OBJECTIVES: Thoracoscopic sympathectomy is now used routinely to treat patients with disabling primary hyperhidrosis or facial blushing. Published results are excellent, but side effects, such as compensatory sweating, are also very frequent. The surgical techniques used and the levels of targeting the sympathetic chain vary tremendously. Most surgeons transect or resect the sympathetic chain, but application of a metal clip that blocks transmission of nerve impulses in the sympathetic chain is used increasingly worldwide. This approach offers potential reversibility if patients regret surgery, but the question of reversibility remains controversial. Two recent experimental studies found severe histological signs of nerve damage 4-6 weeks after clip removal, but they only used conventional histopathological staining methods. METHODS: Thoracoscopic clipping of the sympathetic trunk was performed in adult sheep, and the clip was removed thoracoscopically after 7 days. Following another 4 weeks (n = 6) or 12 weeks (n = 3), the sympathetic trunks were harvested and analysed by conventional and specific nerve tissue immunohistochemical stains (S100, neurofilament protein and synaptophysin). The contralateral sympathetic chains were used as controls. RESULTS: Conventional and immunohistochemical stains demonstrated severe signs of neural damage on the operated side 4 weeks after clip removal. After 12 weeks, these changes had decreased markedly and conventional histology had almost normalized. CONCLUSIONS: Conventional and immunohistochemical stains confirmed that application of metal clips to the sympathetic chain caused severe histological damage in the sympathetic trunk that remained visible 4 weeks after clip removal. However, after 12 weeks, these signs of damage had clearly decreased, which suggests in theory that application of metal clips to the sympathetic chain is a reversible procedure if only the observation period is prolonged. Further studies with longer periods between application and removal as well as investigations of nerve conduction should be encouraged, because we do not know whether histological reversibility at cellular level translates into physiological reversibility and possible correlation of nerve trauma with the duration of the applied clip.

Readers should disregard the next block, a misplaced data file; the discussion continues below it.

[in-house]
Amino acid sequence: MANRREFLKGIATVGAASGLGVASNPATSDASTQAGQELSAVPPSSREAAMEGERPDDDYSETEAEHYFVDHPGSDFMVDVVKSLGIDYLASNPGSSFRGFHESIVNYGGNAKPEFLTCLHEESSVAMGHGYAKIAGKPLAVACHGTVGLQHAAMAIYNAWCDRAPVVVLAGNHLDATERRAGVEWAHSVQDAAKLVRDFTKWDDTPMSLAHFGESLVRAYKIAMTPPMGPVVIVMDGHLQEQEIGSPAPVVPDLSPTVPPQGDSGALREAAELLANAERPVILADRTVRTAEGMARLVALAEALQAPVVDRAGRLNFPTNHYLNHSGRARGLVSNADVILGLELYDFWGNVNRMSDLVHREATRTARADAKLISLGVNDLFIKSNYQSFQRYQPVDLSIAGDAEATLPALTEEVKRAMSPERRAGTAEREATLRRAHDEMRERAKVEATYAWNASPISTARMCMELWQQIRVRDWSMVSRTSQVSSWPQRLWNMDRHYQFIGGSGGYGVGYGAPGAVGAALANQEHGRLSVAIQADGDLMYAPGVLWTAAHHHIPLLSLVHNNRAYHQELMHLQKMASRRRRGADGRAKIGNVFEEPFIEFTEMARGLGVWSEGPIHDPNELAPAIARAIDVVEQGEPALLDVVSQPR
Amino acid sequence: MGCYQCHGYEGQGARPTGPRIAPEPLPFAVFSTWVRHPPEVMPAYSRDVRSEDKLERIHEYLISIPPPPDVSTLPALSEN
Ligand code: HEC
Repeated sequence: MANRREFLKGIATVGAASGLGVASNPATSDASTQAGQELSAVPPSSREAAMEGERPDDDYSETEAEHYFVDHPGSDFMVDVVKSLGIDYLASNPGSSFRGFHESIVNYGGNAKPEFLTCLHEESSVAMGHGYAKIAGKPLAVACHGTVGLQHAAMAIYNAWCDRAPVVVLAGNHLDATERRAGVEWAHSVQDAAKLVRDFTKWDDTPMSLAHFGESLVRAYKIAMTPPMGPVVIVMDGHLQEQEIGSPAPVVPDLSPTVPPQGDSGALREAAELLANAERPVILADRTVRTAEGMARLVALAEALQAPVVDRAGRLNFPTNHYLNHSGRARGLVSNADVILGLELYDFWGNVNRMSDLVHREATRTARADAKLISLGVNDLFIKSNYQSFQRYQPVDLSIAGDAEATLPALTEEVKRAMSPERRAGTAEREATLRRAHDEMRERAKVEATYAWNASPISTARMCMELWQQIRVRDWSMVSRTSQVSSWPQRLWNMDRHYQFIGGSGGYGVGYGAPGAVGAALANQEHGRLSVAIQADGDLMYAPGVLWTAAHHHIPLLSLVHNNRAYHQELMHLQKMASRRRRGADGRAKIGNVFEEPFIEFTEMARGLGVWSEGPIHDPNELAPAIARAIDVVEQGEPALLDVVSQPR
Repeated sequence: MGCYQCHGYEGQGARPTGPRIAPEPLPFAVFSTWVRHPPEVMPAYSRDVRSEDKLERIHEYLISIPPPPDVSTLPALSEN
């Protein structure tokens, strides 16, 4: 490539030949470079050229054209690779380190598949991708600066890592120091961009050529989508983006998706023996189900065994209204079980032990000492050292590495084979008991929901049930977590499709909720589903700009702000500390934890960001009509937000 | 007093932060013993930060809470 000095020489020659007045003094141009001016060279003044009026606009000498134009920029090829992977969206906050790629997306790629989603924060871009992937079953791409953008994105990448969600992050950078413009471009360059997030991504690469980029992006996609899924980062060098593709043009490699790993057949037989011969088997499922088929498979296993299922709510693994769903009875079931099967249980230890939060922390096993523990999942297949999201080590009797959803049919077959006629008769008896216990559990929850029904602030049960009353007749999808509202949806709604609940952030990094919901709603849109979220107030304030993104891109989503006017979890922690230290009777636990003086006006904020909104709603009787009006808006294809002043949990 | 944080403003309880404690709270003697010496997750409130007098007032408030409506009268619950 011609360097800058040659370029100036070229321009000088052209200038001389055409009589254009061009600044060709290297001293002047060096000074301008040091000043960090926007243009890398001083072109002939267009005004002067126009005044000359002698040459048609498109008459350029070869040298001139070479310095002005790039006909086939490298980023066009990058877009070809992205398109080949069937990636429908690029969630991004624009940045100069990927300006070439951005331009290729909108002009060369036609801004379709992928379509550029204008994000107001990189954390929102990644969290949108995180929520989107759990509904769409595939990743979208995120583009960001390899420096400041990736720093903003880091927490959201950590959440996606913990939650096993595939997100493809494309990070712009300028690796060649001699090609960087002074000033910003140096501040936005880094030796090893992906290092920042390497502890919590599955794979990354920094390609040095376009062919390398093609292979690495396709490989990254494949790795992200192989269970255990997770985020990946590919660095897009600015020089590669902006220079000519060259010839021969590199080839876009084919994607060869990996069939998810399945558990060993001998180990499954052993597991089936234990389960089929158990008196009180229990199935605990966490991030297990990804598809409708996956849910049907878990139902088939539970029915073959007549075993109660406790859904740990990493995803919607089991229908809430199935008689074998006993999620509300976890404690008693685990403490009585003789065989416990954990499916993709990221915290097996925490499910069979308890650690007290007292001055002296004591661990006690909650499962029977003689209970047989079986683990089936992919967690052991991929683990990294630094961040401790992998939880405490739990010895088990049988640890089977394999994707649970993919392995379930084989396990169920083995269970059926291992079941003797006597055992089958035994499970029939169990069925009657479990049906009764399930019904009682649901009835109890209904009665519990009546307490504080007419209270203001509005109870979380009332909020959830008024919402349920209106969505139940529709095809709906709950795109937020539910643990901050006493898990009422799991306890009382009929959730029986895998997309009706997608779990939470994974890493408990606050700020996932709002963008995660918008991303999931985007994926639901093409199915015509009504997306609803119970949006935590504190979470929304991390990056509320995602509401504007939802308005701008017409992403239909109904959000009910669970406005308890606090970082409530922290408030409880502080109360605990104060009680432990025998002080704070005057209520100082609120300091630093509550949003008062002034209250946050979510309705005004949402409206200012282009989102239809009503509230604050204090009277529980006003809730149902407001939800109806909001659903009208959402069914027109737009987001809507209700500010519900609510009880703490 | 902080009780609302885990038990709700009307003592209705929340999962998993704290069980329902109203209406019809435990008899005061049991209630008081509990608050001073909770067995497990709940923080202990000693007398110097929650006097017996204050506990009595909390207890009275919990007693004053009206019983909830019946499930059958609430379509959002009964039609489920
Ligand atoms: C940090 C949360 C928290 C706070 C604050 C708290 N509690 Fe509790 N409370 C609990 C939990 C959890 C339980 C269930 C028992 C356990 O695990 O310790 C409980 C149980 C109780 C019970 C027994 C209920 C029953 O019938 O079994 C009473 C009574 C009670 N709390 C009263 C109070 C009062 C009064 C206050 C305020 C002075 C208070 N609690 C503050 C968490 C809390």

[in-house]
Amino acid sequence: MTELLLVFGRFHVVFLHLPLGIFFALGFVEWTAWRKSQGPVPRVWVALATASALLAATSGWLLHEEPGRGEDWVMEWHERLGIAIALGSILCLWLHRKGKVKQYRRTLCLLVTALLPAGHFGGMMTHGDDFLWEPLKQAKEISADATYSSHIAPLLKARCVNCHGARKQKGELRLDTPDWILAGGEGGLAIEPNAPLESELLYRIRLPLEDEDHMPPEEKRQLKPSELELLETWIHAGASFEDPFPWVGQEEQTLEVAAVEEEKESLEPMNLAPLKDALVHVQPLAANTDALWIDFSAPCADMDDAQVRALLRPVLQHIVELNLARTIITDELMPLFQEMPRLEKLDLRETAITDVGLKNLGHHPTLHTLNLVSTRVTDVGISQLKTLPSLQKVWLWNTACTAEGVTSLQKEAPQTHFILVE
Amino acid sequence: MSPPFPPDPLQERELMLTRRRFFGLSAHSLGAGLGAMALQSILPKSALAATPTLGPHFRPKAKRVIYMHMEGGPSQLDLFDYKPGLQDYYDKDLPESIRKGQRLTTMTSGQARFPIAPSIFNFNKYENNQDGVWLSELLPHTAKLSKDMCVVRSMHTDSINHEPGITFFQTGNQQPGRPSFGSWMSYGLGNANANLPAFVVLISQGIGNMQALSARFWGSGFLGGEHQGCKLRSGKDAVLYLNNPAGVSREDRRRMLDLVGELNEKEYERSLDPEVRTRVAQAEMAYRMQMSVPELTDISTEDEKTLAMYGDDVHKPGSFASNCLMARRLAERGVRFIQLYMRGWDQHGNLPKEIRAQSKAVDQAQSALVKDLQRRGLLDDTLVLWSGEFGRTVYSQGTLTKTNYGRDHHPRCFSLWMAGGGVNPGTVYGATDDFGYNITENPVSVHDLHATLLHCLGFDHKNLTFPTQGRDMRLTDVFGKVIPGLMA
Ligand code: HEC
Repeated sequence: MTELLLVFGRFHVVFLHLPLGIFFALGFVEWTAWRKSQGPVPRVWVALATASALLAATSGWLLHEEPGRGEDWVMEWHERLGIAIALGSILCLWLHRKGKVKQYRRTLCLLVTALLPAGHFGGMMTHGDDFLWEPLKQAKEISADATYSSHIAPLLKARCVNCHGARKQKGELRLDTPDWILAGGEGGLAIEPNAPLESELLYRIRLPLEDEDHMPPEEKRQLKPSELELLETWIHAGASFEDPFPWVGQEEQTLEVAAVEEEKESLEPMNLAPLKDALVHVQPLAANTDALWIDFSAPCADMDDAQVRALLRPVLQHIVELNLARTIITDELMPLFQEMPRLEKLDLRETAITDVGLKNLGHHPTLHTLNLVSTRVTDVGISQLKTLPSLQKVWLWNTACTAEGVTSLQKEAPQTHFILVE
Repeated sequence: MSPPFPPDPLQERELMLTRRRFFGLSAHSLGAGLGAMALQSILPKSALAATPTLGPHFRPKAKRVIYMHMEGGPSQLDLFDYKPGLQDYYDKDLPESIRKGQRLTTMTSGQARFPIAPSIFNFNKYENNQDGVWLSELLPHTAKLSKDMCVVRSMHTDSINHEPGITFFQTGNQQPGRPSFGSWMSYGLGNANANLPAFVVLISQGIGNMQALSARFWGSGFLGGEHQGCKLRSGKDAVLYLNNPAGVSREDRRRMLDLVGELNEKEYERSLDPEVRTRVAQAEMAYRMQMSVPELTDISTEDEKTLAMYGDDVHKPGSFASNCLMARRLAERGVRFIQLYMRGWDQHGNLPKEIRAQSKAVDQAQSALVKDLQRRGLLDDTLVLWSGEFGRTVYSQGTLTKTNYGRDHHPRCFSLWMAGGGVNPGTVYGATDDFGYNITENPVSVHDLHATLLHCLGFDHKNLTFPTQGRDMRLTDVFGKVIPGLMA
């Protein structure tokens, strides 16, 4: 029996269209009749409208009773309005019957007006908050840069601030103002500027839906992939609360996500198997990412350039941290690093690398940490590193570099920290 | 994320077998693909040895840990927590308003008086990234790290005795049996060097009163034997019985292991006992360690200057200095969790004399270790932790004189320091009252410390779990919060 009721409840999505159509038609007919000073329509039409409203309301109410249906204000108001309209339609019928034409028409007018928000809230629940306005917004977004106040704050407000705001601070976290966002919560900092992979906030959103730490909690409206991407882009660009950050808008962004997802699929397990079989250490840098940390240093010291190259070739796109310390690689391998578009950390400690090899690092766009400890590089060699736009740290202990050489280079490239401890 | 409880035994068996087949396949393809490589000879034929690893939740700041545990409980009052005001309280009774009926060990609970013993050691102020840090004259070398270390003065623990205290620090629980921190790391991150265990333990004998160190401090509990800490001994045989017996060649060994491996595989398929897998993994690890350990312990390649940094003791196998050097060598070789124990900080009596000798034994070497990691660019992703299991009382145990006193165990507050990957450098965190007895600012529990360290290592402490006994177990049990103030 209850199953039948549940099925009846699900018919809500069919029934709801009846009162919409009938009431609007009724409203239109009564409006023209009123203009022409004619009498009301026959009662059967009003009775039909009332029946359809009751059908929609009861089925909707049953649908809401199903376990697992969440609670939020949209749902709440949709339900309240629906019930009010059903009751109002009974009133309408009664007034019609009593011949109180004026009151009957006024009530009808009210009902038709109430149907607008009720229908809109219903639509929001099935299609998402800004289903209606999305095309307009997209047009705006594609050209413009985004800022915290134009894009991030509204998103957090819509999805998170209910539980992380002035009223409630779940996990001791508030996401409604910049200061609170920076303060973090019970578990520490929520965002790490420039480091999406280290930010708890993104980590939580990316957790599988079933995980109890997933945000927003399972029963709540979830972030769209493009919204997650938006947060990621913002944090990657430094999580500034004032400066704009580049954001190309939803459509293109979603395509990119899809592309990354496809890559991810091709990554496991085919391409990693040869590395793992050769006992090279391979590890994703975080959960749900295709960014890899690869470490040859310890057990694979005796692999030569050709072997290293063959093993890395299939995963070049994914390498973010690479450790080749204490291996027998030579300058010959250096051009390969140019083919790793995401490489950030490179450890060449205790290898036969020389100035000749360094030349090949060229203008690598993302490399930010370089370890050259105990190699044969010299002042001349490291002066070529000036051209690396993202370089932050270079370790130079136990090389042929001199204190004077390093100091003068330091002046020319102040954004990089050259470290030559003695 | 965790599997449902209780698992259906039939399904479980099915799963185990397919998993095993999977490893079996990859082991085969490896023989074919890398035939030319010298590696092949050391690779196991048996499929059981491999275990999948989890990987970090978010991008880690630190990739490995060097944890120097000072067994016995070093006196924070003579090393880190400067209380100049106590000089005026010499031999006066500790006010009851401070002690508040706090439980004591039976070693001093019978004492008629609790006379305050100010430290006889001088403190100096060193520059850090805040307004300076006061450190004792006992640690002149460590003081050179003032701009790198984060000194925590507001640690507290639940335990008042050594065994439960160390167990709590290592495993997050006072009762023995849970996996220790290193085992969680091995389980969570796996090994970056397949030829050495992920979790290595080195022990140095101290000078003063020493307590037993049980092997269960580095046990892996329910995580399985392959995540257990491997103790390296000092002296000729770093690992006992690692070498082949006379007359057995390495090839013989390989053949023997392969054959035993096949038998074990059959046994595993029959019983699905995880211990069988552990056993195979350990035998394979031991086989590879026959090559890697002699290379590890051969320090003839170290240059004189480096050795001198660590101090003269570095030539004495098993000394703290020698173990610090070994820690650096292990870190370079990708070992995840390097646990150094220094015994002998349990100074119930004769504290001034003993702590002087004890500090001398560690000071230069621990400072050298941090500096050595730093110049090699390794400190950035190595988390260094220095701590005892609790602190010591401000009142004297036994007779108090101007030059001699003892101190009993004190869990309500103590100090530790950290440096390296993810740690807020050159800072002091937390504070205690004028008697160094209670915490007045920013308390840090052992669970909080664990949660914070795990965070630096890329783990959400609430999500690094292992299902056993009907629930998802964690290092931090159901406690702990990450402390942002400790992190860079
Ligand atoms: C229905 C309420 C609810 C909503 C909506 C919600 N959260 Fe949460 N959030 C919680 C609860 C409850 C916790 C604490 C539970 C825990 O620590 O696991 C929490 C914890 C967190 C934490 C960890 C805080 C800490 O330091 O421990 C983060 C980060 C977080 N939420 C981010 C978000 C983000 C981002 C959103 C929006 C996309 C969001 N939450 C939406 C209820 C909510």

Interactive Cardiovascular and Thoracic Surgery, 2014, Vol 19, Issue 6, p. 908-913